Saints and Elders down through the ages have admonished the faithful to read the Bible more.  Bishop Kallistos Ware, St. Seraphim Rose, even entire jurisdictions, such as the Antiochians, have/are encouraging private/group Bible studies.  Even all those behind the OSB are in on it (Remember, the 'S' stands for Study...)  And why not?  After all, the Church's Liturgies, Services, and Hymnody are all Bible-based.  No Bible- No Church;  when the stone was rolled away, the Tomb was empty- it didn't contain the Bible were Jesus was laid down.  The Church gave it to us.  Golly, they don't call it Basic Instructions Before Leaving Earth for nothing, y'all! Cheesy


The Church doesn't need the Bible. Heck Christianity would have spread just fine without the Bible too.
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« Reply #22 on: May 20, 2012, 07:36:38 PM »


Wow.  That was harsh.  Very very fair, but harsh.  Given the duration the OSB took to complete, and the amount of scholars involved, it is a disappointment to be presented with this.  I looked up all the issues/errors mentioned and, sure enough, they were glaring.  That being said, since most Orthodox don't seem to read the Bible nearly as much as we used to, right now, there isn't much choice.  

OK both of you. I know I read this ages ago, but what are your referring to. I am too lazy to read it again. Of course I realize Kevin Edgecomb's greatest claim to fame is as a biographer (I think photo and  certainly textual) of one of our moderators. What does Kevin recommend for us run of the mill Eastern Orthodox. Is there something equivalently accessible (say for a 12 year-old) and understandable? Is it so bad that we must throw out the bath water?

edit - I am just looking for a bottom line here
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« Reply #23 on: May 20, 2012, 09:01:22 PM »

 when the stone was rolled away, the Tomb was empty- it didn't contain the Bible were Jesus was laid down.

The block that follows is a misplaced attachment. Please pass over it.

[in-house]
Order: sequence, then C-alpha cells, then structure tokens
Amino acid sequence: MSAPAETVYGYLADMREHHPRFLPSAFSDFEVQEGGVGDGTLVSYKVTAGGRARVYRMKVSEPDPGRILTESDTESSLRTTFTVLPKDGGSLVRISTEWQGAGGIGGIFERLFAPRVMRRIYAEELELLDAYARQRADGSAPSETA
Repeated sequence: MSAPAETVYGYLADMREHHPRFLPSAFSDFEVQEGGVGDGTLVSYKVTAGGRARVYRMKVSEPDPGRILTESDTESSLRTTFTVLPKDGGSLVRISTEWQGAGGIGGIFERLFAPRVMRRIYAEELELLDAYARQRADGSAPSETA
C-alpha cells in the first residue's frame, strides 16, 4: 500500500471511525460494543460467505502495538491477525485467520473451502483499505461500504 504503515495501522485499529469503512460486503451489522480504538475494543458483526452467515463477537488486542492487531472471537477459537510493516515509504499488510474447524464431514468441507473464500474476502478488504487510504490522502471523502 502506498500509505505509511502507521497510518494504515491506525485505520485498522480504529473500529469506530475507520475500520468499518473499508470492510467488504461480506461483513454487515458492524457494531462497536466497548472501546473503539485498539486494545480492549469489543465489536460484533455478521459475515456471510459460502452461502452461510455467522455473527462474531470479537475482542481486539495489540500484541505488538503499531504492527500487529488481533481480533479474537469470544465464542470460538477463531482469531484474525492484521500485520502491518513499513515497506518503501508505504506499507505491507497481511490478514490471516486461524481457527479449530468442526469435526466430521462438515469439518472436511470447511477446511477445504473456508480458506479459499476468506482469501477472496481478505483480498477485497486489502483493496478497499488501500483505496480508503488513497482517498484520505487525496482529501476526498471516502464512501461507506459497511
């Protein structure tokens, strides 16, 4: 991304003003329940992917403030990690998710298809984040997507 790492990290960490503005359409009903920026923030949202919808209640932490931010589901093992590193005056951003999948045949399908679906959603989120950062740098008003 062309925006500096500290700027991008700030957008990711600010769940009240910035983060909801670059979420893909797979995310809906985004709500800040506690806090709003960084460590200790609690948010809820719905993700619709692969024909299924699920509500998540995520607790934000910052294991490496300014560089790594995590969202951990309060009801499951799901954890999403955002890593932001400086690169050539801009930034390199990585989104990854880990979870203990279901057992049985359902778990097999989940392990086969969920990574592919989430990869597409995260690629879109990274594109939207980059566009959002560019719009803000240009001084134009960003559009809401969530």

Huh?

It's an old argument (usually popping up when discussing Sola Scriptura) used when speaking to those of the Protestant persuasion.  It goes something like this:

P- Well, the Bible doesn't say that.
OC- It is the Church's understanding passed down from the time of Christ.  It is the Church that gave us the Bible and not the other way 'round.  The Bible didn't fall out of the sky and land in the empty tomb to be found by people. 
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« Reply #24 on: May 20, 2012, 09:02:26 PM »

it's usage is liturgical.
This is 100% true, but...

There's really no "Bible" in the Orthodox sense;
Saints and Elders down through the ages have admonished the faithful to read the Bible more.  Bishop Kallistos Ware, St. Seraphim Rose, even entire jurisdictions, such as the Antiochians, have/are encouraging private/group Bible studies.  Even all those behind the OSB are in on it (Remember, the 'S' stands for Study...)  And why not?  After all, the Church's Liturgies, Services, and Hymnody are all Bible-based.  No Bible- No Church;  when the stone was rolled away, the Tomb was empty- it didn't contain the Bible were Jesus was laid down.  The Church gave it to us.  Golly, they don't call it Basic Instructions Before Leaving Earth for nothing, y'all! Cheesy


The Church doesn't need the Bible. Heck Christianity would have spread just fine without the Bible too.

A 2,000 year old Tradition scoffs at such a thought. 
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« Reply #25 on: May 20, 2012, 09:03:44 PM »


Wow.  That was harsh.  Very very fair, but harsh.  Given the duration the OSB took to complete, and the amount of scholars involved, it is a disappointment to be presented with this.  I looked up all the issues/errors mentioned and, sure enough, they were glaring.  That being said, since most Orthodox don't seem to read the Bible nearly as much as we used to, right now, there isn't much choice.  

 I am too lazy to read it again.

 That is not my problem.  The essays are not difficult to follow.
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« Reply #26 on: May 20, 2012, 09:23:42 PM »


Wow.  That was harsh.  Very very fair, but harsh.  Given the duration the OSB took to complete, and the amount of scholars involved, it is a disappointment to be presented with this.  I looked up all the issues/errors mentioned and, sure enough, they were glaring.  That being said, since most Orthodox don't seem to read the Bible nearly as much as we used to, right now, there isn't much choice.  

 I am too lazy to read it again.